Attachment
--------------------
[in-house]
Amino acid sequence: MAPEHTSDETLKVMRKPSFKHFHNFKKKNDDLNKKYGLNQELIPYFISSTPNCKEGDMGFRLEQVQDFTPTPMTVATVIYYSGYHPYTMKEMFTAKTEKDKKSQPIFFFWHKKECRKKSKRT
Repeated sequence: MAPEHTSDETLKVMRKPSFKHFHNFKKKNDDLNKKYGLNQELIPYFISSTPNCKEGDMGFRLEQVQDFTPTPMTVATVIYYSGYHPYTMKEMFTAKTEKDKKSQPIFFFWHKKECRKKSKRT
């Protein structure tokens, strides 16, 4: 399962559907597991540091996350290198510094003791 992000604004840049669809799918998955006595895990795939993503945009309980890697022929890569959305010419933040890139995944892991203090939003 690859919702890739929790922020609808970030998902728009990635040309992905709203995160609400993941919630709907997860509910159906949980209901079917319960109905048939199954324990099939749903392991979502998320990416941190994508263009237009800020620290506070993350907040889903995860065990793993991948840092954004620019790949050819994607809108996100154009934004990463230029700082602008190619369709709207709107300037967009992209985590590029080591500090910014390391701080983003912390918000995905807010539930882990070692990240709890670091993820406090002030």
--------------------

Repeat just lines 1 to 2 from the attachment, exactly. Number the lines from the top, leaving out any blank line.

[in-house]
Amino acid sequence: MAPEHTSDETLKVMRKPSFKHFHNFKKKNDDLNKKYGLNQELIPYFISSTPNCKEGDMGFRLEQVQDFTPTPMTVATVIYYSGYHPYTMKEMFTAKTEKDKKSQPIFFFWHKKECRKKSKRT